Hanukkah remains one of the most celebrated holidays in Israel, but for what reasons?
According to a joint poll conducted by Ynet and the Gesher Institute, 83% of the Jewish public in Israel will gather daily around variously styled menorahs and light the holiday candles accompanied by traditional prayers while 15% said they would make an effort to do so at least once over the course of the holiday. Only 2% said they would not celebrate Hanukkah at all.
A breakdown of the figures reveals that 68% of respondents who identified as secular planned to light the candles daily compared with 91% of religious respondents.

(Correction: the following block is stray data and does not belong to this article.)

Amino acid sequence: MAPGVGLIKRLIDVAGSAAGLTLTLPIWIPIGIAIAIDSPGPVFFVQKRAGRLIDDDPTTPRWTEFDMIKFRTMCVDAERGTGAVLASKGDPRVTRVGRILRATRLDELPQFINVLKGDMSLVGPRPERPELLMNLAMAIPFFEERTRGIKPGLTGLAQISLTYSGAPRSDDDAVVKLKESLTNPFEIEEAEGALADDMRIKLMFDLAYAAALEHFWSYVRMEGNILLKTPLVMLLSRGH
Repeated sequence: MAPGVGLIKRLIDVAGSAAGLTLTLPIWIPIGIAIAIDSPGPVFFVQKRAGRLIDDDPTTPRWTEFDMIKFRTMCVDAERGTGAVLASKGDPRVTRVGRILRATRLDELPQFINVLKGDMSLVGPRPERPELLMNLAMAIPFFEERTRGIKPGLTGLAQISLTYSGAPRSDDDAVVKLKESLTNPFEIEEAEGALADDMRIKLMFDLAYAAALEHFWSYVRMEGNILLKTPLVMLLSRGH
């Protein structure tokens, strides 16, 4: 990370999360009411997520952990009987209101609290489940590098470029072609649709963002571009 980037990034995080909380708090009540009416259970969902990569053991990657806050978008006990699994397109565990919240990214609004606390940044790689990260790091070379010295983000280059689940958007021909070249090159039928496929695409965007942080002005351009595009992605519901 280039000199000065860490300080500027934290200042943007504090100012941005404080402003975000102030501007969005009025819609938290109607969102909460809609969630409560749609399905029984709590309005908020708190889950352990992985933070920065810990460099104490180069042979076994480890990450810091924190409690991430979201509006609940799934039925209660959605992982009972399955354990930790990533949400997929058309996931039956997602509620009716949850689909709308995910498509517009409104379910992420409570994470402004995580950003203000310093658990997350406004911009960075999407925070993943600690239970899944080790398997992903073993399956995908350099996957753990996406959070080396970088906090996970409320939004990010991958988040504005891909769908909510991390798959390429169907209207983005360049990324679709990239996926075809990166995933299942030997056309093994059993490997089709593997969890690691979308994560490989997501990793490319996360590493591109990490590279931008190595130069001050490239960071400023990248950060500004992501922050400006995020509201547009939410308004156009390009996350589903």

As for what the holiday symbolizes – 40% of the public said Hanukkah is celebrated to commemorate the Jewish victory over the Greeks, 35% said the holiday was about family, 11% identified the holiday's unique culinary dishes as its most important attribute and 7% said Hanukkah revolved around the numerous commercial performance extravaganzas put on for vacationing children during the holiday.
When asked which of the following most symbolized modern Hellenization for them, 23% of respondents said spending an excessive amount of hours staring at the computer screen and surfing the internet, 18% said television and specifically talk-shows and another 18% said Americanization was the new Hellinism.
10% said the justice and democracy systems were symbols of Hellinism, 9% said consumerism and 8% said society's obsession with body image.
The study polled 503 respondents, who constitute a representative sample of Hebrew-speaking Jewish Israelis.